For those of you interested—and who have a strong stomach— read the comments on the board that follows. You might think that there is nothing particularly radical or even ideological in the argument I made. Apparently, you would be wrong.
January 27, 2009 3 Comments
Wow. Could the Houston Chronicle have fit more distortions about climate change into a 420-word editorial than it managed to do in its January 25th piece, “The heat is on: New data debunk claims that global warming is hype”? It’s hard to figure out how.
The Houston Chronicle article proclaims that “two studies unveiled in the past week provide powerful refutations” to claims that “climate change is either exaggerated or non-existent.”
First off, I can think of basically no one who thinks climate change is non-existent—there is ample evidence that climate at local, regional, and global scales is has been changing and will change into the future—in part from human activities. On the other hand, I’ll gladly list myself among those who think that the impacts of coming climate change are largely being exaggerated.
The Houston Chronicle and the two articles it makes reference to, do little to change my mind—not should they change anyone else’s. [Read more →]
January 27, 2009 7 Comments
As a political economist of a certain age, I naturally had a certain amount of Marxist writing inflicted on me, and found one particular thought of great insight. In “The 18th Brumaire of Louis Napoleon,” Marx commented that Hegel noted that history repeats itself, but neglected to mention that the first time was tragedy, and the second time farce. A decade ago, I published “The Farce this Time” about fears of peak oil, but since then, we have experienced another energy ‘crisis’ which has remarkably resembled a commodity price cycle but which, many pundits observe, is ‘different’ this time. [Read more →]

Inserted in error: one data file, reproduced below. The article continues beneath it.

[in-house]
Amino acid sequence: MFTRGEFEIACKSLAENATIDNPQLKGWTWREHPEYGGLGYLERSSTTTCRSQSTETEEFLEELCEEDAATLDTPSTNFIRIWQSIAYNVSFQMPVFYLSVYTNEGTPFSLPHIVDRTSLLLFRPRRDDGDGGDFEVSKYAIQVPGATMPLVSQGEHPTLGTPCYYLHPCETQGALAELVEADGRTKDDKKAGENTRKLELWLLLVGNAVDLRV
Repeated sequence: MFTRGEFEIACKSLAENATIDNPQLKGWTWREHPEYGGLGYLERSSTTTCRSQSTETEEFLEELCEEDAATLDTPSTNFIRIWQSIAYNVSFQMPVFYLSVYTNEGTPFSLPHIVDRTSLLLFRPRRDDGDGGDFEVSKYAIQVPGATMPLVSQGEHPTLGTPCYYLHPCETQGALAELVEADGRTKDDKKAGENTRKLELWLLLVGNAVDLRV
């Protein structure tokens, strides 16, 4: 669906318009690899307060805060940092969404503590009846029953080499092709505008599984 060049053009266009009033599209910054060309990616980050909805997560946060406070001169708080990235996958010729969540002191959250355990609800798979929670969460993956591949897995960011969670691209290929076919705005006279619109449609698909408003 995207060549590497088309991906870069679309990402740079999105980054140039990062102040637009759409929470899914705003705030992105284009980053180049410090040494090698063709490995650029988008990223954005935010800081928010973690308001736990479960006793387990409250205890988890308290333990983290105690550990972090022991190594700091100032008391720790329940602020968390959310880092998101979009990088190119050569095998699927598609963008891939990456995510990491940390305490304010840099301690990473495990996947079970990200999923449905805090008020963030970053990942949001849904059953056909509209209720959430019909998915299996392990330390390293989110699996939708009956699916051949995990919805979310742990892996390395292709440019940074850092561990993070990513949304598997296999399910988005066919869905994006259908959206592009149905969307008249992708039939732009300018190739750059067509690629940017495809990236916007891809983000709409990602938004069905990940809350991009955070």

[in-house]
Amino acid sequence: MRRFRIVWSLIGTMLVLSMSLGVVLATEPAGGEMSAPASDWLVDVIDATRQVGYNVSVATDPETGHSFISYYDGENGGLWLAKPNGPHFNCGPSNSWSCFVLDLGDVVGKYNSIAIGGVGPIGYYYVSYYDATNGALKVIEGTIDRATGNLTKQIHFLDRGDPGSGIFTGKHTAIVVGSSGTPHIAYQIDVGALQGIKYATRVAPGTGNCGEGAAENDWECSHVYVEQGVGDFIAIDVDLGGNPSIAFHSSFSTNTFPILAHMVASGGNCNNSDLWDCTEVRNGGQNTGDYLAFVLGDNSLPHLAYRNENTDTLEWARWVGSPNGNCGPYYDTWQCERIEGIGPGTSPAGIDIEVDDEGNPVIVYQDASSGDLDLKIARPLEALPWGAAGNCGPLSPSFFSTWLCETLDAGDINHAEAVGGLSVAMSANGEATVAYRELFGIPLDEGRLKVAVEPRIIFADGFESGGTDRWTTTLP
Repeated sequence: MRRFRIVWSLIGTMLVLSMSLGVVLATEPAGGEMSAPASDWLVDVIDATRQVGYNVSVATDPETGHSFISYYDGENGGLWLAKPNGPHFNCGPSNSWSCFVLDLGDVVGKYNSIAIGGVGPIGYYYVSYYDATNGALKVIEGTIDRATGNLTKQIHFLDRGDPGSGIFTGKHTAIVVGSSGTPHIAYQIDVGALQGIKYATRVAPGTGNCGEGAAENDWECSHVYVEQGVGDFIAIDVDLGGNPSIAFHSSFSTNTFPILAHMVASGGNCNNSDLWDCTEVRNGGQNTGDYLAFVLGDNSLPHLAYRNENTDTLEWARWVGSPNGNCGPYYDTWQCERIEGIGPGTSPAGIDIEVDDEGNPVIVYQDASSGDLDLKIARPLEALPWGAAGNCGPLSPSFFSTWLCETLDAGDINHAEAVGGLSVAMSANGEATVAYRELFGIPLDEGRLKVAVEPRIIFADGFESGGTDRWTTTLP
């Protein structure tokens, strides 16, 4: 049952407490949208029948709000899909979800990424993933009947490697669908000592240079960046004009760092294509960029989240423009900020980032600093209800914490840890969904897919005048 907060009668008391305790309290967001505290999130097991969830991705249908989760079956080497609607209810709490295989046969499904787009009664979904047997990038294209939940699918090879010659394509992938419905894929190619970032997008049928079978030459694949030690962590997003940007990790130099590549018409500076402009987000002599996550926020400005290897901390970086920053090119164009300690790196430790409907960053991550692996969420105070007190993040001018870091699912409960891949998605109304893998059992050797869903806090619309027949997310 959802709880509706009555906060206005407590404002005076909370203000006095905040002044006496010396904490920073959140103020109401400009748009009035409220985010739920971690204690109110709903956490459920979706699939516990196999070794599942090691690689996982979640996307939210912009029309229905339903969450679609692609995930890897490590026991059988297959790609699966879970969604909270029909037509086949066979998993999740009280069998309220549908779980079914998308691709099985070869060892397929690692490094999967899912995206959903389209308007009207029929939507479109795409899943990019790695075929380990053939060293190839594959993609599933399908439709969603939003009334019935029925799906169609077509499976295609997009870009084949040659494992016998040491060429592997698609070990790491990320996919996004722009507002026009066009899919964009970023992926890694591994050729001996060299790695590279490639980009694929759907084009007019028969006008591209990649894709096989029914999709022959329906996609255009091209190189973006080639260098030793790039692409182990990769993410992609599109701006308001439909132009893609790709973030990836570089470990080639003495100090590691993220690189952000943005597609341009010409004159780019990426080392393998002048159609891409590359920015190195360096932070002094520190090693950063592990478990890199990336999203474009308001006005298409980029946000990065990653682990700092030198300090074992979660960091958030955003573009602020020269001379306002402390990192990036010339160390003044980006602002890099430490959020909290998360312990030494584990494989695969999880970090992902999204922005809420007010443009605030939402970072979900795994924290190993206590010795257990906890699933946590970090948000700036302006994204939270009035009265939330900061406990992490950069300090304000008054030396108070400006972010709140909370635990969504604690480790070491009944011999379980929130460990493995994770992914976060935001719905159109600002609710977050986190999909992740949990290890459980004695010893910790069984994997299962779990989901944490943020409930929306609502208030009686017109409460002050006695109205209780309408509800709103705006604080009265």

January 26, 2009 12 Comments
The Wall Street Journal reports today that the world’s elite, gathering in Davos this week, are amazed at how little they know about the economy. There is even talk about how capitalism itself is a failing business model. One participant, who is giving a business leadership seminar there, is quoted as saying:
The capitalist myth is lovely and youthful. It kicked off the industrial revolution, but maybe we need a new one.
Instead of looking for new government quick-fixes, business and government leaders need to discover (I wish I could say, rediscover) what is real capitalism–free-market capitalism–in theory and practice.
Today’s problems can be traced to the government side of the mixed economy, as well as a perverted capitalist ethic in the boardroom. [Read more →]
January 26, 2009 4 Comments
Jerry Taylor of the Cato Institute recently posted on the spat between environmental purist Joe Romm of Climate Progress and the environmental groups NRDC, EDF, and WRI in regard to a brokered cap-and-trade proposal with certain firms within the energy industry.
Taylor was actually nice to Mr. Romm, an intellectual foe who, after their online debate, said in a blog post at Grist that the Cato Institute was intellectually bankrupt. Stated Romm in his post "Greedwashing":
January 25, 2009 2 Comments